Minnesota regulators have documented several incidents of sexual contact involving troubled and mentally ill children and teens at the St. Cloud Children’s Home, and have cited the facility for lax supervision.
In findings issued late last month, the state Department of Human Services fined the home $5,000 and placed its license on conditional status for two years after investigating eight allegations of sexual contact that occurred between January and June 2011.
The home was blamed in six of the allegations — in some cases for poor supervision of the children and teens, and in others because the home failed to conduct required assessments of the children for their risk of committing sexual offenses.
In one incident, a 17-year-old reportedly forced a 15-year-old to perform oral sex while a staff worker was just down the hall, trying to bond with other teen residents over a game of Guitar Hero. The victim in that case had a history of being physically and sexually abused.
While the home, operated by Catholic Charities of the Diocese of St. Cloud, has made improvements, a penalty was warranted due to the breakdowns in supervision that allowed the incidents to occur, said Jerry Kerber, inspector general for the department.
“That lack of supervision, from our perspective, is what really contributed to some of the incidents, including some sexually exploitive behaviors,” Kerber said on Wednesday.
No similar case like this has occurred in at least five years, he added.
Catholic Charities agreed to the fines and findings that the home was responsible for maltreatment. But it appealed the conditional license on Friday on the grounds that it has carried out many of the state’s requested improvements.
Steve Bresnahan, Catholic Charities’ executive director, also contested that the home failed to screen for sexual risks or develop safety plans for teens who did pose risks.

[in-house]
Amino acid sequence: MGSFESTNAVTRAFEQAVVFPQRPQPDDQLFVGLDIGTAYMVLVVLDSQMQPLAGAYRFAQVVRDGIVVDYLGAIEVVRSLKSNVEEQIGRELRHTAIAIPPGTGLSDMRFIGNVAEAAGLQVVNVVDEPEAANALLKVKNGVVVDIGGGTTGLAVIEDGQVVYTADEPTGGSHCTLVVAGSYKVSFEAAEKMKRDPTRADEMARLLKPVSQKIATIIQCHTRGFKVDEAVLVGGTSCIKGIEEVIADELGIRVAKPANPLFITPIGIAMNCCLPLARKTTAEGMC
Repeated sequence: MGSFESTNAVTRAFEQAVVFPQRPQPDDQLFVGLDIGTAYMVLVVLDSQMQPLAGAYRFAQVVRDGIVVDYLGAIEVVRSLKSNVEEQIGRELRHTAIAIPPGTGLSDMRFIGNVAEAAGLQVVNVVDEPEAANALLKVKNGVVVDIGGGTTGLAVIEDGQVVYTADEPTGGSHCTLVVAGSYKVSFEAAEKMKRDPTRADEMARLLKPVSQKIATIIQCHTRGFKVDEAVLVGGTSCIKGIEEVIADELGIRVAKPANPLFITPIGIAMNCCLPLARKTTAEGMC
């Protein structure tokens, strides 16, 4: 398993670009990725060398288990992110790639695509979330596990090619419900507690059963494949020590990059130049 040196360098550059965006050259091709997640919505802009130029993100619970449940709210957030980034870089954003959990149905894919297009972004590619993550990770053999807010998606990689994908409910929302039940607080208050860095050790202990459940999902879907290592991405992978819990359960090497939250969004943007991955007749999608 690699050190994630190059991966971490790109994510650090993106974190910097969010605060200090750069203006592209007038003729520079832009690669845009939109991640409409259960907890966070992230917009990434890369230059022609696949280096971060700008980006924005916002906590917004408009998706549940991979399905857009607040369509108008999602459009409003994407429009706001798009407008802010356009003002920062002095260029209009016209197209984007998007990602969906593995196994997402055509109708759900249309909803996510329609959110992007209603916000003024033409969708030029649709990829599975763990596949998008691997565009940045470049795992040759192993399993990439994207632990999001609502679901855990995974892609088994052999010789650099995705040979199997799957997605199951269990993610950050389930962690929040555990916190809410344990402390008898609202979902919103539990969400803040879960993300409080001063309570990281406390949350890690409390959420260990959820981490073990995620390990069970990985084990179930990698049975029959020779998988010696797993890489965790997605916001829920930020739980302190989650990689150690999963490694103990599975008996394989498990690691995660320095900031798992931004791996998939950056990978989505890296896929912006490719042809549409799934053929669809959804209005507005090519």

The conditional license does not change operations of the home, which shelters 62 children or teens in six “cottages,” but it does require regular reporting to the state to ensure compliance with safety standards.
Some of the children and teens were placed in the home because of their lack of impulse control and sexual aggressiveness. Most suffer from some combination of anxiety, depression, hyperactivity, mood disorders or disruptive behavior disorders.
“By the time they’ve gotten [here], these are kids with a tremendous amount of issues,” Bresnahan said. “They don’t have good decisionmaking skills, so these are the kinds of things that do happen.
“I really want to be careful not to blame the kids,” he added, “We should have been in the right places and doing the right things so that they didn’t happen.”
Bresnahan said supervision is challenging because of the multiple levels of the 90-year-old home, a former orphanage. Staffing has been increased and security cameras have been added since the incidents occurred, he said. “When any two kids are on a floor, there will always be a single staff person” on that floor, he said.
While genders weren’t disclosed in the state reports, Kerber said that some of the incidents involved boys and girls and that the home is reducing the number of coed cottages as a result.
The state reports show teens going to great lengths to fool staff workers — manipulating the door alarm systems or seizing on crises when staff were distracted — to engage in sexual activity.
One of the incidents, for which the home wasn’t faulted, involved a 9-year-old touching an 11-year-old’s genital area in a swimming pool with staff workers 15 feet away. Another involved teens under a blanket in view of staff workers on a pontoon boat.
The home has retrained staff on supervision requirements, including the need to keep bedroom doors open and to prevent teens from sharing blankets.